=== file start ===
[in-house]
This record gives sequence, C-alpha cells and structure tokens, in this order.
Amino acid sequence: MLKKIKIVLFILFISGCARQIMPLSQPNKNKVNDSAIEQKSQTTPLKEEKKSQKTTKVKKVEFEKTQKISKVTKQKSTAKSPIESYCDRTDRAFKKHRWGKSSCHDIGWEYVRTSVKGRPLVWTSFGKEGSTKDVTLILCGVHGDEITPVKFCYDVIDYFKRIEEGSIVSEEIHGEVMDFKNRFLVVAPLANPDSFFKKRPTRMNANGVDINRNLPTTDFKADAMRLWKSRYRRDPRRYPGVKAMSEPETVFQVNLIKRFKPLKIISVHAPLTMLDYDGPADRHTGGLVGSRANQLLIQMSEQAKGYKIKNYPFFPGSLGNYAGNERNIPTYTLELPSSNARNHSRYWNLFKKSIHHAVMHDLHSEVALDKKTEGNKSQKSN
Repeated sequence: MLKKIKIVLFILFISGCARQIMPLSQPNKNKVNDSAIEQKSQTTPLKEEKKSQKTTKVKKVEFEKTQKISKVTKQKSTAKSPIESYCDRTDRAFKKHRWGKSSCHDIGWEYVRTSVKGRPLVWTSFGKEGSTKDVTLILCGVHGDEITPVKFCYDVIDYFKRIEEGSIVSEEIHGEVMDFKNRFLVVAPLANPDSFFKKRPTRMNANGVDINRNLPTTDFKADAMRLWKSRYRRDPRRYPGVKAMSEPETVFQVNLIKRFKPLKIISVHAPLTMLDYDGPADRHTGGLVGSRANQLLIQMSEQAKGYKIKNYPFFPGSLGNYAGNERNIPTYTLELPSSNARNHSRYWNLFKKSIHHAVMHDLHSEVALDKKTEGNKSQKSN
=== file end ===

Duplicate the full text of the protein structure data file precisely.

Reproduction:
[in-house]
This record gives sequence, C-alpha cells and structure tokens, in this order.
Amino acid sequence: MLKKIKIVLFILFISGCARQIMPLSQPNKNKVNDSAIEQKSQTTPLKEEKKSQKTTKVKKVEFEKTQKISKVTKQKSTAKSPIESYCDRTDRAFKKHRWGKSSCHDIGWEYVRTSVKGRPLVWTSFGKEGSTKDVTLILCGVHGDEITPVKFCYDVIDYFKRIEEGSIVSEEIHGEVMDFKNRFLVVAPLANPDSFFKKRPTRMNANGVDINRNLPTTDFKADAMRLWKSRYRRDPRRYPGVKAMSEPETVFQVNLIKRFKPLKIISVHAPLTMLDYDGPADRHTGGLVGSRANQLLIQMSEQAKGYKIKNYPFFPGSLGNYAGNERNIPTYTLELPSSNARNHSRYWNLFKKSIHHAVMHDLHSEVALDKKTEGNKSQKSN
Repeated sequence: MLKKIKIVLFILFISGCARQIMPLSQPNKNKVNDSAIEQKSQTTPLKEEKKSQKTTKVKKVEFEKTQKISKVTKQKSTAKSPIESYCDRTDRAFKKHRWGKSSCHDIGWEYVRTSVKGRPLVWTSFGKEGSTKDVTLILCGVHGDEITPVKFCYDVIDYFKRIEEGSIVSEEIHGEVMDFKNRFLVVAPLANPDSFFKKRPTRMNANGVDINRNLPTTDFKADAMRLWKSRYRRDPRRYPGVKAMSEPETVFQVNLIKRFKPLKIISVHAPLTMLDYDGPADRHTGGLVGSRANQLLIQMSEQAKGYKIKNYPFFPGSLGNYAGNERNIPTYTLELPSSNARNHSRYWNLFKKSIHHAVMHDLHSEVALDKKTEGNKSQKSN